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Twitter To Remove Images Of Dead People Following Robin Williams’ Suicide, ISIS Beheading

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(David Paul Morris/Bloomberg via Getty Images

(David Paul Morris/Bloomberg via Getty Images

SAN FRANCISCO (CBS SF) — Twitter announced this week its commitment to deal with images of the deceased as requested by their family.

The move comes a week after Robin Williams’ daughter Zelda was harassed with fake, but graphic photos of her deceased father, forcing her to abandon the social network all together.

The San Francisco-based company is now jumping on any photos of the horrific ISIS beheading of American journalist James Foley, going so far to even suspend accounts circulating the imagery.

“In order to respect the wishes of loved ones, Twitter will remove imagery of deceased individuals in certain circumstances,” the company posted in a statement detailing the new policy. “Immediate family members and other authorized individuals may request the removal of images or video of deceased individuals, from when critical injury occurs to the moments before or after death.”

Twitter is reviewing media removal requests emailed to privacy@twitter.com. But it may not be an easy process for families. The family or estate will have to provide a copy of the death certificate and government ID and wait for the review process.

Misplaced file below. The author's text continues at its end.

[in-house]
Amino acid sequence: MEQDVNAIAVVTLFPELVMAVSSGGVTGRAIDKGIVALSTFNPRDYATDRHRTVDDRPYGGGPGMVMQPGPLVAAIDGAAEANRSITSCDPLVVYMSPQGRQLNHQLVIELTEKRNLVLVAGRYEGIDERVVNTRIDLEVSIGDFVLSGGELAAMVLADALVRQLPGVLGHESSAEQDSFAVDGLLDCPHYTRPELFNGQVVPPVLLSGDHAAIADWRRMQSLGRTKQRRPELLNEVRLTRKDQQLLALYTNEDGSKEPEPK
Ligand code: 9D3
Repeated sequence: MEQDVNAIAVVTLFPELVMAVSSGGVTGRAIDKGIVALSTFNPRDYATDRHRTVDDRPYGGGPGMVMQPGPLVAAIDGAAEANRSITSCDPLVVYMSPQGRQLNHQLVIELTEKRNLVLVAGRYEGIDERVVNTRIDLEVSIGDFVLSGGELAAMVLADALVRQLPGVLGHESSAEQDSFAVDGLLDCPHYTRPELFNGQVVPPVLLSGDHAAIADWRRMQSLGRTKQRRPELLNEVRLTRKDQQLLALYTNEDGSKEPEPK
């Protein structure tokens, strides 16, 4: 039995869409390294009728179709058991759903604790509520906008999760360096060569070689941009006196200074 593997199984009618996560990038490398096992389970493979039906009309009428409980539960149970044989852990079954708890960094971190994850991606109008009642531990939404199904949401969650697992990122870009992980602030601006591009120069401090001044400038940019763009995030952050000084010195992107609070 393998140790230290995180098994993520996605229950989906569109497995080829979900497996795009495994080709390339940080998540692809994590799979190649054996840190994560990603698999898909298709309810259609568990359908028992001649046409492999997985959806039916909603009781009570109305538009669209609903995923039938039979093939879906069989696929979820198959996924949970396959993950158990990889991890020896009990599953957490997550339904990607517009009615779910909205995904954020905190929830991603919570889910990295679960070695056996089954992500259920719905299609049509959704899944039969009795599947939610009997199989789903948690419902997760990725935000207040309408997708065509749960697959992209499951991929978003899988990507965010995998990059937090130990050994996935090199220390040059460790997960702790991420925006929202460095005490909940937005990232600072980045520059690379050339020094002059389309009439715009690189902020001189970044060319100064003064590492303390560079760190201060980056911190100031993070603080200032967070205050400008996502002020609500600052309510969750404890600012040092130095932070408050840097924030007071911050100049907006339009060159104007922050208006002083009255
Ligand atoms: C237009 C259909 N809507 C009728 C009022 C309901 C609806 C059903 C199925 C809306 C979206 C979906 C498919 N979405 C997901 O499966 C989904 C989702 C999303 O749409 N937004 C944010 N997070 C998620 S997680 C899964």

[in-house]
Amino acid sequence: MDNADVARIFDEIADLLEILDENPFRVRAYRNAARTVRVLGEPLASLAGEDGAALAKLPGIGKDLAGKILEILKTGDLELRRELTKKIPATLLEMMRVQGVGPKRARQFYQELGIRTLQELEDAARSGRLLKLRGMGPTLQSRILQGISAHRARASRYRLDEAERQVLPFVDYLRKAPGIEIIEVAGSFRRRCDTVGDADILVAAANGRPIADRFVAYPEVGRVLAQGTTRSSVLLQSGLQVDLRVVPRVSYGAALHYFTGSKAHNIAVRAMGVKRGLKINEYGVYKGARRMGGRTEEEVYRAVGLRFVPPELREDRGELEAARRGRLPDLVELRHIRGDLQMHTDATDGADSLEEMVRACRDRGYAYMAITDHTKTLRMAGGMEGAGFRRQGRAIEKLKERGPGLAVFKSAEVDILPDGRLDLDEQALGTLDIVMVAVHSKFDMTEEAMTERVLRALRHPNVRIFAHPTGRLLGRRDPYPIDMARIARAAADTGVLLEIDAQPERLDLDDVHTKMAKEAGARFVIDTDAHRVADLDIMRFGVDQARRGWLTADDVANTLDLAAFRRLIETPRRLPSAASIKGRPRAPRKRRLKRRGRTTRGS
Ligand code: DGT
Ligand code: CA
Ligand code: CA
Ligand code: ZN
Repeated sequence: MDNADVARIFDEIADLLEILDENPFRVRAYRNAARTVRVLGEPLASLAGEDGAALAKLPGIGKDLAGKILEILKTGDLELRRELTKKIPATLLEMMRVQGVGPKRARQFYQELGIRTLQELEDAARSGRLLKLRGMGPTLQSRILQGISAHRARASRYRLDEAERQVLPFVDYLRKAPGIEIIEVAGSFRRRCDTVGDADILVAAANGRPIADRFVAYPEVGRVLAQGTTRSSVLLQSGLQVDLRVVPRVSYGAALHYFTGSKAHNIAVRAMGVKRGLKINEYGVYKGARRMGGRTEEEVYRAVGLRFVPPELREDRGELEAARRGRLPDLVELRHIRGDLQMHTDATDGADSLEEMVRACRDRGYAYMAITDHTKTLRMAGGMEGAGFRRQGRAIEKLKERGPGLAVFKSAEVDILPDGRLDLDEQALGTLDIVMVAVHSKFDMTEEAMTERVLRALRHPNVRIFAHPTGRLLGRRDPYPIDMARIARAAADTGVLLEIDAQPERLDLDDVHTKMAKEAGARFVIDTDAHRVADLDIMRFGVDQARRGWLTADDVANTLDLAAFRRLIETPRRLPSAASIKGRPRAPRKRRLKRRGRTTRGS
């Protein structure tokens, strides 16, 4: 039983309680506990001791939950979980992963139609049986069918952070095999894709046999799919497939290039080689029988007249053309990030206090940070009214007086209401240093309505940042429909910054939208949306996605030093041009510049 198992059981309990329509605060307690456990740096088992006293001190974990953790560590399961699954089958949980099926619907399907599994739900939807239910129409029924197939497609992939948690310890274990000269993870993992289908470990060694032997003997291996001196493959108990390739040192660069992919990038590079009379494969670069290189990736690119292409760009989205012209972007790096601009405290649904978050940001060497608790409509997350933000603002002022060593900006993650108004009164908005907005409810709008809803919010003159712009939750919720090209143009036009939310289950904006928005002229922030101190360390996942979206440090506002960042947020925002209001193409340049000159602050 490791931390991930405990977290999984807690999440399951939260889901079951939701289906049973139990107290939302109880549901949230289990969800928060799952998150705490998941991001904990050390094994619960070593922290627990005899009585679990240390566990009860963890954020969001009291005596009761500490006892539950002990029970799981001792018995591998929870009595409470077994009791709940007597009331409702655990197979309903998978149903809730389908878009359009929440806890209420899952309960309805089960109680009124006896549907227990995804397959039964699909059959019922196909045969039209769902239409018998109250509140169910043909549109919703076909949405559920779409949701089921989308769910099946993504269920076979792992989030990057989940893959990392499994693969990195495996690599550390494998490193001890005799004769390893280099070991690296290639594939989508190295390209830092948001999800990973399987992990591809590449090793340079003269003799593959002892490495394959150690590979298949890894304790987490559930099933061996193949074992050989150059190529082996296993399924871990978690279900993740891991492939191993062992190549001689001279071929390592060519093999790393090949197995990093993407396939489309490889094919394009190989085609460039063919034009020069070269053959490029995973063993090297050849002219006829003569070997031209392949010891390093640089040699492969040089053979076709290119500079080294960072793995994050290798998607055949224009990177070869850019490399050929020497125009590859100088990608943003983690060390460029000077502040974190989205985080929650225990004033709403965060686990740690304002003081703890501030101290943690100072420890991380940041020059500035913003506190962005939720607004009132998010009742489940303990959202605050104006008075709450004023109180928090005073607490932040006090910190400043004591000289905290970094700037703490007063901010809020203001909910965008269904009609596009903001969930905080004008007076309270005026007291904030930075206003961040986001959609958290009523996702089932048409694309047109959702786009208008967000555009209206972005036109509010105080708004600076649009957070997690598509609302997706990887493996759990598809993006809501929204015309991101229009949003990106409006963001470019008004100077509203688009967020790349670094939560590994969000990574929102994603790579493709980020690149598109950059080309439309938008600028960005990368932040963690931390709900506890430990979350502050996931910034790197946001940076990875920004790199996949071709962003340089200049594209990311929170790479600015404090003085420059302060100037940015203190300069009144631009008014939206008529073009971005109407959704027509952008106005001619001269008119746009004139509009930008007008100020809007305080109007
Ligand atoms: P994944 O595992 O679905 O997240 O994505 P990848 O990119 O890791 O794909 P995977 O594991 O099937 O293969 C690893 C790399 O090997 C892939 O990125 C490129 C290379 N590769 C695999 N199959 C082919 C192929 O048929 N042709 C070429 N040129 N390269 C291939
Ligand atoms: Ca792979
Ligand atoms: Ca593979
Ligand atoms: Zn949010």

The company says public interest factors such as the newsworthiness of the content are considered and not every request may be honored.

Social Networks Draw the Line Over American Journalist’s Beheading

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Shortly after the Islamic militant group posted video of Foley’s beheading on YouTube, stills of his body began started showing up in Twitter. The new service that let’s Twitter users preview the photo in their stream made it impossible to avoid some of the photos.

The Washington Post reported the incident prompted Twitter users to ask followers to refrain from tweeting images of Foley’s death with the hashtag #ISISMediaBlackout.

Meanwhile, an expansion of a law would allow family member’s to access their deceased relative’s social media accounts. Currently five states, including Virginia, have passed a law allowing parents access to digital accounts if their child dies.

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